Caring for Alzheimer’s
There are more than 110,000 living with Alzheimer’s disease in our state and more than 348,000 family members and friends are acting as unpaid caregivers.
Fellow Washingtonians who joined the more than 1,200 attendees at the Alzheimer’s Impact Movement Advocacy Forum in Washington, D.C., said Congress was listening to their explanation of the burden that Alzheimer’s places on our state and nation.
This advocacy is important to me because I lost my father to the disease in 2016 and I know the heavy burden that families carry. My daughter and I now bring awareness to this disease and offer support whenever we can.
Legislators were asked to continue to increase funding for Alzheimer’s disease research at the National Institutes of Health, as well as fund implementation of the Building Our Largest Dementia (BOLD) Infrastructure for Alzheimer’s Act which Congress passed into law last year.
Shockingly, only 1% of Medicare beneficiaries with dementia have received a personal care plan available to them since 2017. Advocates asked members of Congress to cosponsor the Improving HOPE for Alzheimer’s Act, new legislation that will give doctors information about how they can develop a care plan for each of their patients.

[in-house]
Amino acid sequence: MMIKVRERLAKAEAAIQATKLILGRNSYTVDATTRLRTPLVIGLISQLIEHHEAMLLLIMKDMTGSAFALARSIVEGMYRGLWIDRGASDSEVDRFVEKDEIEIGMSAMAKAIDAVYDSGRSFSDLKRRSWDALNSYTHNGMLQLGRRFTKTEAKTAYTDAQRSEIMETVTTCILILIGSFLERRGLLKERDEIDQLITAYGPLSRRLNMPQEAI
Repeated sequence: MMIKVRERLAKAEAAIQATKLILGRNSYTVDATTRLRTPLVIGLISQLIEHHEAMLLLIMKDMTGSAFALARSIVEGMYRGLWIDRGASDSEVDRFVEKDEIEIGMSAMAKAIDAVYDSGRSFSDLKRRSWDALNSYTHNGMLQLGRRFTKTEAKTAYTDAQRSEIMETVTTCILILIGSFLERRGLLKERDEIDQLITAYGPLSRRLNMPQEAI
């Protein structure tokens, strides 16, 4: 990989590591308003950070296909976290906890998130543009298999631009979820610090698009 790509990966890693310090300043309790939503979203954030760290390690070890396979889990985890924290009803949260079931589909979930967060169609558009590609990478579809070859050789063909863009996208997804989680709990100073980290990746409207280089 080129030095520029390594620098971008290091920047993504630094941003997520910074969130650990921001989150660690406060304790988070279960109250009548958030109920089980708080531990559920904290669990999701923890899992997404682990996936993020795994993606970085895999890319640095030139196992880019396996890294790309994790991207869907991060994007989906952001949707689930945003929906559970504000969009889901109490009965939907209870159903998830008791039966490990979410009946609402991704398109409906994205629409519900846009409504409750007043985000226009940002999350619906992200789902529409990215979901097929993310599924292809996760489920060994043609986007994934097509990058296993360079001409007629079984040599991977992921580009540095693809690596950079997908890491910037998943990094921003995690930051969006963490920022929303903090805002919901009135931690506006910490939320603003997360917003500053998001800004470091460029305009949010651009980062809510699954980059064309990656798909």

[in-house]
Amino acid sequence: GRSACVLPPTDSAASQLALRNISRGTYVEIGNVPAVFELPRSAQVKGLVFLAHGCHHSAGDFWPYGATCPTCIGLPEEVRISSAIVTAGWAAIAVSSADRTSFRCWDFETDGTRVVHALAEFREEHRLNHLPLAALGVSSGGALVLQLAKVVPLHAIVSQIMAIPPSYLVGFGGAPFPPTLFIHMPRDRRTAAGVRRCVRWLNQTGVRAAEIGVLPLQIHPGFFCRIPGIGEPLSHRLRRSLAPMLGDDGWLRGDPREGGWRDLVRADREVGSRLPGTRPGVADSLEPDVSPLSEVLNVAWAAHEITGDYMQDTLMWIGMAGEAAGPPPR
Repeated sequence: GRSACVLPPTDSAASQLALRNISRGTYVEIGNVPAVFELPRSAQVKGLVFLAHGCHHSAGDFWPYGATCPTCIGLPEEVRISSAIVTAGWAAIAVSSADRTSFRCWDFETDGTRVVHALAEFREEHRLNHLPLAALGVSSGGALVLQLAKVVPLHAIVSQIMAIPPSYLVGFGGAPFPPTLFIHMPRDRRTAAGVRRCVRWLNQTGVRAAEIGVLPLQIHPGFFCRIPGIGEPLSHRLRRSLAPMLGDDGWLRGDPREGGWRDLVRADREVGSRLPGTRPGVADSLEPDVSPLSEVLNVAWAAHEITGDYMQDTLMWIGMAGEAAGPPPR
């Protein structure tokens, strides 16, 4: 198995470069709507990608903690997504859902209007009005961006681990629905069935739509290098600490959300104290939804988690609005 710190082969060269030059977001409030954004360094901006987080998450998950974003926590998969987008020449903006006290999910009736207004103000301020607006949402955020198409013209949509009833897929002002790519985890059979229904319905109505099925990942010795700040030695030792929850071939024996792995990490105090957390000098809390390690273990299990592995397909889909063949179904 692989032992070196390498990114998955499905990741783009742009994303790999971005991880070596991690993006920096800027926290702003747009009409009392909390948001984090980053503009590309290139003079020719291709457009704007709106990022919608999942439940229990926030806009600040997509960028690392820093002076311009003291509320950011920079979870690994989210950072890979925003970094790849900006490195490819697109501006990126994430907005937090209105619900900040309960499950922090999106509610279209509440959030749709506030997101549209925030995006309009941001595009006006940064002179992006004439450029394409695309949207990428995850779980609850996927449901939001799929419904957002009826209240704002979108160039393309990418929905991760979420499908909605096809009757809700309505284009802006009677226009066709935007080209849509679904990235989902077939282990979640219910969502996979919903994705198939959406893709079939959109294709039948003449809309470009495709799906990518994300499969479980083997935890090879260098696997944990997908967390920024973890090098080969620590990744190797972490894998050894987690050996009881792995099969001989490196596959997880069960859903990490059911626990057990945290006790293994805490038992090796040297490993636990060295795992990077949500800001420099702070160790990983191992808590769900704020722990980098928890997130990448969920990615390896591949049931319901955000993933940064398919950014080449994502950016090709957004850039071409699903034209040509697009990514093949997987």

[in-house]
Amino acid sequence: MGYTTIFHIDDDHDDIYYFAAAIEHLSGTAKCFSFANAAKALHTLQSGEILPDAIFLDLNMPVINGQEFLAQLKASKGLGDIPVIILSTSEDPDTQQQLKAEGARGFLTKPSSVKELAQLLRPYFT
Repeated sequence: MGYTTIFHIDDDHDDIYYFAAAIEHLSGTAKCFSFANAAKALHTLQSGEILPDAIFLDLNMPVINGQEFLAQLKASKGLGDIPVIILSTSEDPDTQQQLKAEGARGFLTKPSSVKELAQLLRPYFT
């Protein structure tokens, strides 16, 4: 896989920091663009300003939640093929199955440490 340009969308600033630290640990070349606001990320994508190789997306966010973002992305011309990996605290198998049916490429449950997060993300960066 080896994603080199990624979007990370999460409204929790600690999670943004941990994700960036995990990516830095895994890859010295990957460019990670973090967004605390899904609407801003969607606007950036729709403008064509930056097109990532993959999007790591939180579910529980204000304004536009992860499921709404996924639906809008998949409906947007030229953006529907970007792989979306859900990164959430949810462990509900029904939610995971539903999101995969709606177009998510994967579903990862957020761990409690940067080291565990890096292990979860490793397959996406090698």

Alzheimer’s is not only the sixth-leading cause of death in the country, it ranks as America’s most-expensive disease, with total costs nationwide surpassing $290 billion in 2019, two-thirds of which is paid by Medicare and Medicaid. It is only through adequately funding research and enacting reforms like the Improving HOPE Act that we can meet the national goal to prevent and effectively treat Alzheimer’s by 2025.
Please join me in urging Congressman Newhouse to continue to invest in policies that address Alzheimer’s disease as the national public health crisis it is.
Valerie Halvorson, Omak